Under the Knife

Befitting his new venture as president of the Geneseo Film Society, junior Brent Singleton was, during our initial encounter, reading a biography of legendary silent film actor and director Charlie Chaplin – a man held in high esteem for his belief in the potential of others to achieve great things.

Singleton is the founder of the Film Society; the group's charter was recently approved by the college. Now president of his very own college-recognized organization, Singleton hasn't wasted any time seeking out members and working with vice president of the club, junior Brian Wenzler to debut the group at Wednesday's Student Organization Expo. The faculty adviser for the club is Jun Okada, head of the film studies minor at Geneseo.

In accordance with the society's relatively modest charter, Brent said that he hopes the group will "motivate its members to become better accustomed to film and its cultural impact." He intends to achieve this by hosting meetings focused on specific elements of film. Singleton said that this club will fill a void at Geneseo: "If Geneseo cannot offer film to students, students can offer film to Geneseo," he said.

Singleton described his vision of a typical meeting as starting with a discussion of general film topics followed by a screening that highlights a specific aspect of filmmaking. For example, titling might be demonstrated using a clip of Francis Ford Coppola's 2009 drama "Tetro" which would precede a discussion of how titling is effective within the film.

That might sound like a dry round-table affair, not out of place on a public broadcasting channel; Singleton, however, was very obviously passionate about the subject.

Singleton said that discussions could easily expand into other topics including acting and sound direction and he anticipates free-flowing discussions. He has organized a blog for use by club members; this will serve as a forum for further discussion, critique and suggestion for films.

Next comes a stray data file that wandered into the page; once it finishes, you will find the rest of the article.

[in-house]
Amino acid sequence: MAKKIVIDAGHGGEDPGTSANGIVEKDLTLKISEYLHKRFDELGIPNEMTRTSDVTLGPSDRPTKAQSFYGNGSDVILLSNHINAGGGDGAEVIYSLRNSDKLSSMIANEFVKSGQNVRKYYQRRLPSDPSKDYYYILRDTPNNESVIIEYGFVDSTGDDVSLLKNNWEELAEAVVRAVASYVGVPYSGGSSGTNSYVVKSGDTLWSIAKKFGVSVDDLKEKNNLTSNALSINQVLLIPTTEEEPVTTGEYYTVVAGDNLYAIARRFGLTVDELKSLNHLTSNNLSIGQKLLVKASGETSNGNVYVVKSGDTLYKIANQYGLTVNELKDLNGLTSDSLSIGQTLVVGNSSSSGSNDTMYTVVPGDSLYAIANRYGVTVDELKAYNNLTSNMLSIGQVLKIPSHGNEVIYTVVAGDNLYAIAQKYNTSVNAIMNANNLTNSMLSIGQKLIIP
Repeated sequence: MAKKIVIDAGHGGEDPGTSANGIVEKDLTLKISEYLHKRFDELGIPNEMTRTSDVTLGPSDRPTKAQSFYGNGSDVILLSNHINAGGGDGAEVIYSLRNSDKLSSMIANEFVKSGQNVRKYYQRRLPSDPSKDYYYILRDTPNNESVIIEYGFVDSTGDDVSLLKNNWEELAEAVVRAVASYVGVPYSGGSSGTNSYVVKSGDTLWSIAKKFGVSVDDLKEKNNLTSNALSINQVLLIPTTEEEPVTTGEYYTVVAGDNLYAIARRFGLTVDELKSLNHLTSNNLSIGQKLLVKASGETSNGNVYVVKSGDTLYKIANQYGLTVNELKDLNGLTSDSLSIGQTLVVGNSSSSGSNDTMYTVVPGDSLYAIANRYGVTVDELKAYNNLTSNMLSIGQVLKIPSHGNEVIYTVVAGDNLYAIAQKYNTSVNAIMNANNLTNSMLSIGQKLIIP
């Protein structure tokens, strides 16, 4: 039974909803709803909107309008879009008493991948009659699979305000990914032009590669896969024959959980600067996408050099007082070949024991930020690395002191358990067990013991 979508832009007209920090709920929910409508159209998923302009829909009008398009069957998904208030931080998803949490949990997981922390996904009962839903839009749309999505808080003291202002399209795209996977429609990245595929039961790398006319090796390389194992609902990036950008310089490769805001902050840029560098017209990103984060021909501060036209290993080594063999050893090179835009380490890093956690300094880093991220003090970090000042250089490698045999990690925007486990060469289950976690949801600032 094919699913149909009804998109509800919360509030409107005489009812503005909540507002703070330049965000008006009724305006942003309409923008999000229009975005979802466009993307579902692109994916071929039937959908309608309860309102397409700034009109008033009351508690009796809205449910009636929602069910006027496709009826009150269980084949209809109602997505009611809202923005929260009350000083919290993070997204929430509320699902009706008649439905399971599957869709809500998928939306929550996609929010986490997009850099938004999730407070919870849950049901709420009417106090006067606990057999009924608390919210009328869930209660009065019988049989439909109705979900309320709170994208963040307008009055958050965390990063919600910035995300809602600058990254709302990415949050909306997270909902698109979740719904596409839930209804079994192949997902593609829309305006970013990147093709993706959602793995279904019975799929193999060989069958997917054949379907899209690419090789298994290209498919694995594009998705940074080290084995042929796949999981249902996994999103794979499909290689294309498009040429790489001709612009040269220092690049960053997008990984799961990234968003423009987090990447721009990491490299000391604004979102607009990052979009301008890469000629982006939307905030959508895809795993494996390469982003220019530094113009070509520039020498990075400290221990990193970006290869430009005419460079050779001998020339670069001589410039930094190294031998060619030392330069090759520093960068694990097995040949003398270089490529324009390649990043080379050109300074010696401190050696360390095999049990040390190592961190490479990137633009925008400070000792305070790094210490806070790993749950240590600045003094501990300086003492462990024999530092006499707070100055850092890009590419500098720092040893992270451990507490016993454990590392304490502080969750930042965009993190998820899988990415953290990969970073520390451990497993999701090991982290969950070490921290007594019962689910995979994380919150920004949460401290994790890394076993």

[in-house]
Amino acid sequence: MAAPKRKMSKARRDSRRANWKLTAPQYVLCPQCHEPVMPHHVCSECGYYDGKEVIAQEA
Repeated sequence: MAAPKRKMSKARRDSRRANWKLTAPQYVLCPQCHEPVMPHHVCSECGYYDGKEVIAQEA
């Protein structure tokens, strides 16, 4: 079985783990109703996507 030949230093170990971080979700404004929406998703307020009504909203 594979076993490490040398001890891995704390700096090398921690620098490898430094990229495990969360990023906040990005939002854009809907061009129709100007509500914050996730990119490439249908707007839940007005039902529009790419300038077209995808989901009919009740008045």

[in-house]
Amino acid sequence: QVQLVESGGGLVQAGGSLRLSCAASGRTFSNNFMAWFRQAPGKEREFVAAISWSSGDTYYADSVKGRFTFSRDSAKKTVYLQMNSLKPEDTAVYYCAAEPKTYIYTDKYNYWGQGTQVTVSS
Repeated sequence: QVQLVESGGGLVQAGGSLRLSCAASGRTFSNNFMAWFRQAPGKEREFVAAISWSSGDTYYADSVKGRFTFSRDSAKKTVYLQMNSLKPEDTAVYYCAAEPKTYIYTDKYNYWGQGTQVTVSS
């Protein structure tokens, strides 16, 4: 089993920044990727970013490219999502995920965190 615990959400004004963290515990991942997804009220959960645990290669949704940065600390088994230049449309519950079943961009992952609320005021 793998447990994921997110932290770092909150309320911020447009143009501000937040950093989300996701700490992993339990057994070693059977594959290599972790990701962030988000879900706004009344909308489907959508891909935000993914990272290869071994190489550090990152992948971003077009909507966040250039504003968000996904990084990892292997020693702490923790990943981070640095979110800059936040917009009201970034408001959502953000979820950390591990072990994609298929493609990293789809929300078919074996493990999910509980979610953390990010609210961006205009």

Other goals of the club include inviting guest speakers from the film community and organizing trips to local film festivals, for example the Buffalo International Film Festival or the 360 | 365 George Eastman House Film Festival in Rochester.

Singleton hinted an even larger ambition: The Geneseo Film Society, he hopes, might begin to produce its own films under his direction and submit them to film festivals.

While funding from Student Association could make such an endeavor financially viable, Singleton said that careful coordination between Geneseo students and strategic planning by club members will be important to making this aspiration a reality.

The idea is grand, but not impractical. Students from Yale University created a popular YouTube series titled "College Musical" in early 2009 and are now selling a fully-produced film to distributors.

Students interested in this new group can indicate their interest in an e-mail to geneseofilm@geneseo.edu.